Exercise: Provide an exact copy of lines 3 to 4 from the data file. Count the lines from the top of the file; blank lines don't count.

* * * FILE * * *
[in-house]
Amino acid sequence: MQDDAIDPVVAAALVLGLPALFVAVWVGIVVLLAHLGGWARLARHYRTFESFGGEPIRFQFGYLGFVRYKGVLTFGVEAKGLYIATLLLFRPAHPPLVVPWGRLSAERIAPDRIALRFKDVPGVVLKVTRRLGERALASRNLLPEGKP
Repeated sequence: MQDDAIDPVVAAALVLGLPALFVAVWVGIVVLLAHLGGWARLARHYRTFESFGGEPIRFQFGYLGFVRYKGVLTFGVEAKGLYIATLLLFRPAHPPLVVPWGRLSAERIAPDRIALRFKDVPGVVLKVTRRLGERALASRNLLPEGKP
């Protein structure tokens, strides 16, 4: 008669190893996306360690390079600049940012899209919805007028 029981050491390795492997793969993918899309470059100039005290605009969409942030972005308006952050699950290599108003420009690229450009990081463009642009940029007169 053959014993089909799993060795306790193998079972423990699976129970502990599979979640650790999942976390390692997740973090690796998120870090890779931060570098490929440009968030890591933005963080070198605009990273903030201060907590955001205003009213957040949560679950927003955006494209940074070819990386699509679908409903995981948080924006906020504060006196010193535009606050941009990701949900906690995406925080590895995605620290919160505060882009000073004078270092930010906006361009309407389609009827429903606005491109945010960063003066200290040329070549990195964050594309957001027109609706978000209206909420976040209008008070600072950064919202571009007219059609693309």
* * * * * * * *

Repeated sequence: MQDDAIDPVVAAALVLGLPALFVAVWVGIVVLLAHLGGWARLARHYRTFESFGGEPIRFQFGYLGFVRYKGVLTFGVEAKGLYIATLLLFRPAHPPLVVPWGRLSAERIAPDRIALRFKDVPGVVLKVTRRLGERALASRNLLPEGKP
């Protein structure tokens, strides 16, 4: 008669190893996306360690390079600049940012899209919805007028 029981050491390795492997793969993918899309470059100039005290605009969409942030972005308006952050699950290599108003420009690229450009990081463009642009940029007169 053959014993089909799993060795306790193998079972423990699976129970502990599979979640650790999942976390390692997740973090690796998120870090890779931060570098490929440009968030890591933005963080070198605009990273903030201060907590955001205003009213957040949560679950927003955006494209940074070819990386699509679908409903995981948080924006906020504060006196010193535009606050941009990701949900906690995406925080590895995605620290919160505060882009000073004078270092930010906006361009309407389609009827429903606005491109945010960063003066200290040329070549990195964050594309957001027109609706978000209206909420976040209008008070600072950064919202571009007219059609693309």